A photograph below (taken December 2019) of the overflow from the Barton Mill Pound feeding into the water meadows. Built in 2018 this enables a natural resistance to flooding downstream by diverting excess waters into the fields where they may more easily dissipate. It was created after an idea and lobbying by the Friends of the Gumstool Brook.
It has proved successful this last winter in helping to reduce flooding risk despite considerable rainfall.
This winter has been much wetter than normal; frequent and sometimes heavy rain has filled local streams and the River Churn to unusually high levels for an extended period. The photo shows the water flowing past Cirencester’s outdoor swimming pool on 29th October. The pipe crossing the stream is normally well above the water level, and although no longer covered now, the gap between pipe and water remains unusually small. The water meadows along the course of the Churn have been partially flooded for three months now.
Of course, some winters are wetter than others and that has always been the case. 2019/2020 has not been exceptional in the long-term record, and it’s been good to see water levels consistently high for an extended period when we’ve so often witnessed the Daglingworth Stream completely dry between Stratton and Cirencester in summertime. Will this happen in 2020? We’ll have to wait and see.
Our local watercourses are always fascinating, ever changing, and with some interesting wildlife. If you haven’t done so recently, pick a dry, sunny day and treat yourself to a stroll along the Churn and its associated streams. OpenStreetMap marks most of the smaller paths and shows the water courses clearly, all an easy walk from the Market Place.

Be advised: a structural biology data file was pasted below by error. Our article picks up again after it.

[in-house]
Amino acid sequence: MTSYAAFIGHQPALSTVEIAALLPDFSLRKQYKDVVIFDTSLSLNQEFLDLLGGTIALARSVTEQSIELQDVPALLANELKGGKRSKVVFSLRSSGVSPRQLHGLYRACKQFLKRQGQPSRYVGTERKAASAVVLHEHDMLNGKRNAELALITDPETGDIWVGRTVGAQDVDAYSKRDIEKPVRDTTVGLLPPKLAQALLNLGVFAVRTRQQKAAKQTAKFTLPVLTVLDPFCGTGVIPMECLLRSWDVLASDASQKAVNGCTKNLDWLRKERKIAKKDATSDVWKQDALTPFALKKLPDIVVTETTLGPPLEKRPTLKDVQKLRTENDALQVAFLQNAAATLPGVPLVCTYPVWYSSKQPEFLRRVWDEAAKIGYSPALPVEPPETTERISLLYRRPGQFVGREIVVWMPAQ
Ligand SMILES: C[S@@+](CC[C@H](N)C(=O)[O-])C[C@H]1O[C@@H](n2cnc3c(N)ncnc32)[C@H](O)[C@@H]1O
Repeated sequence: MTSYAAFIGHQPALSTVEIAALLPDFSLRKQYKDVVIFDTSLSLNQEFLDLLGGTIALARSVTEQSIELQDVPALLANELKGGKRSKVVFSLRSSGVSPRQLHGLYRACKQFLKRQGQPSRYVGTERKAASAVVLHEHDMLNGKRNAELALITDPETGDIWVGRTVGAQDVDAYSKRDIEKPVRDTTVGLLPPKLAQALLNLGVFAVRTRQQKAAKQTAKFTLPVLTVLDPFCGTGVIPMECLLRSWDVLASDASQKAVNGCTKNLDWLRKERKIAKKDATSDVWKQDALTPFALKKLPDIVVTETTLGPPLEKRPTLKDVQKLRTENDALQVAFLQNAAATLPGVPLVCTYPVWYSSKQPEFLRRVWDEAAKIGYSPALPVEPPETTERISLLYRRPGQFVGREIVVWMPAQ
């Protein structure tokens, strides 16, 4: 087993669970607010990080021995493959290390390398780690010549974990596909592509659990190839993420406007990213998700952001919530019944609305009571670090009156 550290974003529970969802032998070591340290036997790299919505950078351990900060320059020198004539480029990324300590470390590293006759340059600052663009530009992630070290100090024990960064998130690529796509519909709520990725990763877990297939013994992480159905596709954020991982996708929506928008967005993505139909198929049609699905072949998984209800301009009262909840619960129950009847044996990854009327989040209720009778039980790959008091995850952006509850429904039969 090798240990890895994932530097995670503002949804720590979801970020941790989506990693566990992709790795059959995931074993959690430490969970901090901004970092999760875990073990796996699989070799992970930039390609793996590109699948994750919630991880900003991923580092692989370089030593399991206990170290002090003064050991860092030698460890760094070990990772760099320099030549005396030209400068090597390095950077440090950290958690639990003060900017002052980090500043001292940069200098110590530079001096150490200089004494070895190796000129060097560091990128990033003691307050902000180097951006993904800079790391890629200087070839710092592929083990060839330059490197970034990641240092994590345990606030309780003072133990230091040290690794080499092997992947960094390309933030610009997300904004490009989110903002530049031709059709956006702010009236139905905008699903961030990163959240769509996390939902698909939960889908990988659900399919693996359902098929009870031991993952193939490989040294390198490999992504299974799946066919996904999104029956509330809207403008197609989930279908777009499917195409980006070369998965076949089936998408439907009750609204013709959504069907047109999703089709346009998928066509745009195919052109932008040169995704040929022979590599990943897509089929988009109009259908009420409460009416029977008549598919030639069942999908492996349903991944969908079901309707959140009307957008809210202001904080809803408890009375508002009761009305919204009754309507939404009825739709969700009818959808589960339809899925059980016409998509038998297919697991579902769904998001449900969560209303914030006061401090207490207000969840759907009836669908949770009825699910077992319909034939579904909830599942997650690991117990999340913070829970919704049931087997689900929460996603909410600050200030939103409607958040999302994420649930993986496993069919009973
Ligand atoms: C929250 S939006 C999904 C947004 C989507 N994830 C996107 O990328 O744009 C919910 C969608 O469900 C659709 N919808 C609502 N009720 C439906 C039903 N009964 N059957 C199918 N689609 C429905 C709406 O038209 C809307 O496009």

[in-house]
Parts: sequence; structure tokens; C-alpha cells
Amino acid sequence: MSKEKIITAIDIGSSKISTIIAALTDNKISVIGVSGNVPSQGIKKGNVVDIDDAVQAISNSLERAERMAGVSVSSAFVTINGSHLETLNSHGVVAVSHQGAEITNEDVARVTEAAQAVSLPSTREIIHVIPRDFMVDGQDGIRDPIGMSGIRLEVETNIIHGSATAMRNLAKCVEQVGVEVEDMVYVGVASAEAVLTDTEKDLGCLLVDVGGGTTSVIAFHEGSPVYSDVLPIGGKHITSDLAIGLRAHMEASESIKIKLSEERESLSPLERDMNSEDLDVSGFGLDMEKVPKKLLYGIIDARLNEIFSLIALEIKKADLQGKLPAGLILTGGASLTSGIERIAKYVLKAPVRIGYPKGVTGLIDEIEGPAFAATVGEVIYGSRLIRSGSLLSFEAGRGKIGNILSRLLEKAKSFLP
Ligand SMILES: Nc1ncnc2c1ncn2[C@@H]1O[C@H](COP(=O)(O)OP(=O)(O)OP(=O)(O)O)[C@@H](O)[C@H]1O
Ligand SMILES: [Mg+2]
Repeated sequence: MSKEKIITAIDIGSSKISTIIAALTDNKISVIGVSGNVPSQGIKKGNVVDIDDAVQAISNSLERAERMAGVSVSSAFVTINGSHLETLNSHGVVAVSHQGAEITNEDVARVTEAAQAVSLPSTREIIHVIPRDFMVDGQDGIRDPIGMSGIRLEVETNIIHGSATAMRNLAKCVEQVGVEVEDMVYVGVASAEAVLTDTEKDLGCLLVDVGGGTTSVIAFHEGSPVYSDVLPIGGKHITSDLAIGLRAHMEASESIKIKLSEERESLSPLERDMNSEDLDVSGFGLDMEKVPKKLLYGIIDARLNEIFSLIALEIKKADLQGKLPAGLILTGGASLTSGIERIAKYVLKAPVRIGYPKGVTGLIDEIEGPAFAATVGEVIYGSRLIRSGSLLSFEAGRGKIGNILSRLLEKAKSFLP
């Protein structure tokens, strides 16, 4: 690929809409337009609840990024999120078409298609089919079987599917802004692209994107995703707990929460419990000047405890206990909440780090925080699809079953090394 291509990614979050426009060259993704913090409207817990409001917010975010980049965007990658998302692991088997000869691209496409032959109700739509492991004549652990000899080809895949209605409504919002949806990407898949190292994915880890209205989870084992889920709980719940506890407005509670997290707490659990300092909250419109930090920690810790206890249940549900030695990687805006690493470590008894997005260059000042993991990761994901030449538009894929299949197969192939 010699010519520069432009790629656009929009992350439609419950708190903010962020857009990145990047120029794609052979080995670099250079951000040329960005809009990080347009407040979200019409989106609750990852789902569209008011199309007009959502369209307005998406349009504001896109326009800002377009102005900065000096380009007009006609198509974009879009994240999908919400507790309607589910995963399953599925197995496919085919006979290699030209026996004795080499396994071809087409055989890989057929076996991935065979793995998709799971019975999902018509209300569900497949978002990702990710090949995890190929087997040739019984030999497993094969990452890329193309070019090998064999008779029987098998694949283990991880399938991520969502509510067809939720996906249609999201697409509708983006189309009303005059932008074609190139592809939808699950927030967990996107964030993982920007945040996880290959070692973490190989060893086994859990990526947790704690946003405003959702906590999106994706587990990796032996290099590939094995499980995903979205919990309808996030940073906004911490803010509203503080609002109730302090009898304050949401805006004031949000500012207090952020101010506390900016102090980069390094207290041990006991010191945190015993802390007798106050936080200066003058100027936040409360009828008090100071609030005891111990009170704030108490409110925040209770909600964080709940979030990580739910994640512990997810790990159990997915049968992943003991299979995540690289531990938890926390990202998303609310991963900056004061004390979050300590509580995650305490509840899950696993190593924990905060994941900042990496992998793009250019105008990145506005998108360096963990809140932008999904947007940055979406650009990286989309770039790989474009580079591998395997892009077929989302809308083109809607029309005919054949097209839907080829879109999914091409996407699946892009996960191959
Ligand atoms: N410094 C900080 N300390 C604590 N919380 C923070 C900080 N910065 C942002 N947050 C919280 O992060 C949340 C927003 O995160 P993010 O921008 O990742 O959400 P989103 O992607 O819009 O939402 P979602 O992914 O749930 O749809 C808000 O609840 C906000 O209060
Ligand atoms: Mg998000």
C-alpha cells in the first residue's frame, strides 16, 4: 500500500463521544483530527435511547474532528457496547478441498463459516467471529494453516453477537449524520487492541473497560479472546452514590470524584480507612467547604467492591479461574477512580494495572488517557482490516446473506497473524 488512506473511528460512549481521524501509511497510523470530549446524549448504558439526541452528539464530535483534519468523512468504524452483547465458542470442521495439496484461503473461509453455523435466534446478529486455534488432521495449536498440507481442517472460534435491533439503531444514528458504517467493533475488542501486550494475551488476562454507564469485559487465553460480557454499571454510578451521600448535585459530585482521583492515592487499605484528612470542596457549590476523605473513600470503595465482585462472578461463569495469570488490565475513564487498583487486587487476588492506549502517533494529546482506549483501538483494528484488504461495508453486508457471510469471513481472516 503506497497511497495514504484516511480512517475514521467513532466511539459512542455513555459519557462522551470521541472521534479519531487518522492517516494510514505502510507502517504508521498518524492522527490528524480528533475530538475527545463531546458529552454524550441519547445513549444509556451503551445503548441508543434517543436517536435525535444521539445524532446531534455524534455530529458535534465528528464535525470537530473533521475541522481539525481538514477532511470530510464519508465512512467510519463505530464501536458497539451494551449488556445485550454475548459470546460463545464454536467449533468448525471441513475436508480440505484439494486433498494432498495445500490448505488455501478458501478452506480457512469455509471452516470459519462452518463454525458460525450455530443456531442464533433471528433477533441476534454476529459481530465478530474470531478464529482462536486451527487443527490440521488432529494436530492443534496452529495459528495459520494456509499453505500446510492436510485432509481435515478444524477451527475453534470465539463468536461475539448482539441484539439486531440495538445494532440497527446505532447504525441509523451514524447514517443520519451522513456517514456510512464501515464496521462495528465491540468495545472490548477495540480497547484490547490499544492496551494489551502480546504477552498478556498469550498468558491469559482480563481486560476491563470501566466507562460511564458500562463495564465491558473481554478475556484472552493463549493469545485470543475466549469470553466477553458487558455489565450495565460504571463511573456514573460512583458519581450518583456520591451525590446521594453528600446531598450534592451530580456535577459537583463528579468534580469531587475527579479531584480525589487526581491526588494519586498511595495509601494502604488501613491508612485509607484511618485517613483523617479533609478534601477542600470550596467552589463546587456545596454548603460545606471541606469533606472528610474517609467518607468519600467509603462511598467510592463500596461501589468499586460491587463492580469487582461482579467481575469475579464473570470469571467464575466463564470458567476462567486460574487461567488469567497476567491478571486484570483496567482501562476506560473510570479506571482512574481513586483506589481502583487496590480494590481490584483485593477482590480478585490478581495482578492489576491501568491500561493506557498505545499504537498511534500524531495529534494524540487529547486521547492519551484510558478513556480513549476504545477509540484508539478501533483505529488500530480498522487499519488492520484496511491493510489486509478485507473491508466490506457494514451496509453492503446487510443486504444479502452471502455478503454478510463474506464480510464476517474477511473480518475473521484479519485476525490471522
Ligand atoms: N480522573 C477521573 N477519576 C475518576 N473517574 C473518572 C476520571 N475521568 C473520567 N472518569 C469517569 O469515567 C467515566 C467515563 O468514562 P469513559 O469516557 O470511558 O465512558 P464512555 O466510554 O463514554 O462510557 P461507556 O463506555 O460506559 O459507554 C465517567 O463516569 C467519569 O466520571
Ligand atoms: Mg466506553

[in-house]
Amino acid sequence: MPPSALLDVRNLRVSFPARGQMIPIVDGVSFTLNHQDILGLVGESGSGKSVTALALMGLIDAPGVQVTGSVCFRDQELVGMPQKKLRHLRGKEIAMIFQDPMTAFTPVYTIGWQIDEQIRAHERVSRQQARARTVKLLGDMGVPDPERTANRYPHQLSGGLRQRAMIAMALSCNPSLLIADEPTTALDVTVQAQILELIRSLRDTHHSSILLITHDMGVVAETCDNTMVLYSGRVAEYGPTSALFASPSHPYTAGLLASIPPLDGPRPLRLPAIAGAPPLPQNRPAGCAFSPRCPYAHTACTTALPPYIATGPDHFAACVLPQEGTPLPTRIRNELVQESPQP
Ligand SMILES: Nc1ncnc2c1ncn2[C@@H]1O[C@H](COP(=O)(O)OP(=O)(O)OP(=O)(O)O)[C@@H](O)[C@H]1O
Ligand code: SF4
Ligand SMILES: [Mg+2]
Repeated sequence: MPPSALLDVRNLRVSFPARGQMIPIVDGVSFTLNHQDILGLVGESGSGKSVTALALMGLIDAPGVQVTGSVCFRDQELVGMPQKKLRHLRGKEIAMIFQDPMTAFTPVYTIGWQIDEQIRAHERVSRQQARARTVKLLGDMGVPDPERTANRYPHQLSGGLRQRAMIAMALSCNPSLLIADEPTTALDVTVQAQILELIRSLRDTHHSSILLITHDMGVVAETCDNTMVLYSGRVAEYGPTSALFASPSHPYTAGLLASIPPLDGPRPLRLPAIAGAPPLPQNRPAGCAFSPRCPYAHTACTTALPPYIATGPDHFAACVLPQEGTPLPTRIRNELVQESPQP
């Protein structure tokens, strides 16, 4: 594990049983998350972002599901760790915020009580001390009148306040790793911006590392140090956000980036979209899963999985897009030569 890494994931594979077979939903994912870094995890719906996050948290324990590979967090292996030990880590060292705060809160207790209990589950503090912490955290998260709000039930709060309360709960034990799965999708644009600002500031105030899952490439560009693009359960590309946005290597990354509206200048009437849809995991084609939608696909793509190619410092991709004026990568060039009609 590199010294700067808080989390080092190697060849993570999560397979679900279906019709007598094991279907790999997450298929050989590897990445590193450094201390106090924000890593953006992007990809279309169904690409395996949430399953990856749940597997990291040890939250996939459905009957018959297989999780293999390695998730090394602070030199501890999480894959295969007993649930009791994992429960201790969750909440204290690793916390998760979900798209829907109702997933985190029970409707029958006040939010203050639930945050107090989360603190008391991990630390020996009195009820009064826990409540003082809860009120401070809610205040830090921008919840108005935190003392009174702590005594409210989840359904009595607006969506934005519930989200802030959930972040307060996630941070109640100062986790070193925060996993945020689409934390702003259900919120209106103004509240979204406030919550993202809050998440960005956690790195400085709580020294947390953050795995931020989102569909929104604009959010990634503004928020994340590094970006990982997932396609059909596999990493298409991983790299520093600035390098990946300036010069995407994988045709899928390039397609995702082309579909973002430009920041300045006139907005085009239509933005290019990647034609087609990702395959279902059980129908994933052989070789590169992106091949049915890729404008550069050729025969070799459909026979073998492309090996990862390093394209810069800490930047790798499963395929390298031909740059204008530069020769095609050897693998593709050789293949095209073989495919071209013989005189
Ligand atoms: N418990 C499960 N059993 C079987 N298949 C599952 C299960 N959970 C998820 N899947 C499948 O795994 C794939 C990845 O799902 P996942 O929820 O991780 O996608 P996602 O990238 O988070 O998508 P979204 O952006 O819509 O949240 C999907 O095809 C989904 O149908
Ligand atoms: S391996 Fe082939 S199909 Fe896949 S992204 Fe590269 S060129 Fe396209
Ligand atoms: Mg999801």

The humble sluice gate doesn’t get a lot of attention – unless things go badly wrong. All managed water courses have sluice gates to control the flow, and the Gumstool Brook and its associated channels are no exception.
There is good news this winter. The sluice feeding Barton Mill Pound from the River Churn is open and water is flowing well along the Riverside Walk; excessive levels are prevented by the recently constructed overflow into the water meadow north of Riverside Walk. The Mill Pound and the channel past the outdoor swimming pool are now full, and consistent enough in level that they’re frequented by water voles and a kingfisher. What a delight it is to spot either of these wonderful creatures. Look out for moving, rustling leaves on the bank at dusk (water vole), or a flash of blue during the day (kingfisher).
There’s an important sluice gate from the stream past the swimming pool into the Gumstool Brook between the horse paddock and the back gardens of The Mead, and this remains closed. So despite wet weather and high water levels, the Gumstool Brook is lower than it would be if the sluice was open, and properties in and around the brook are protected from flooding. (Note: the Friends of the Gumstool Brook have no control over these sluice gates; they are managed by various authorities.)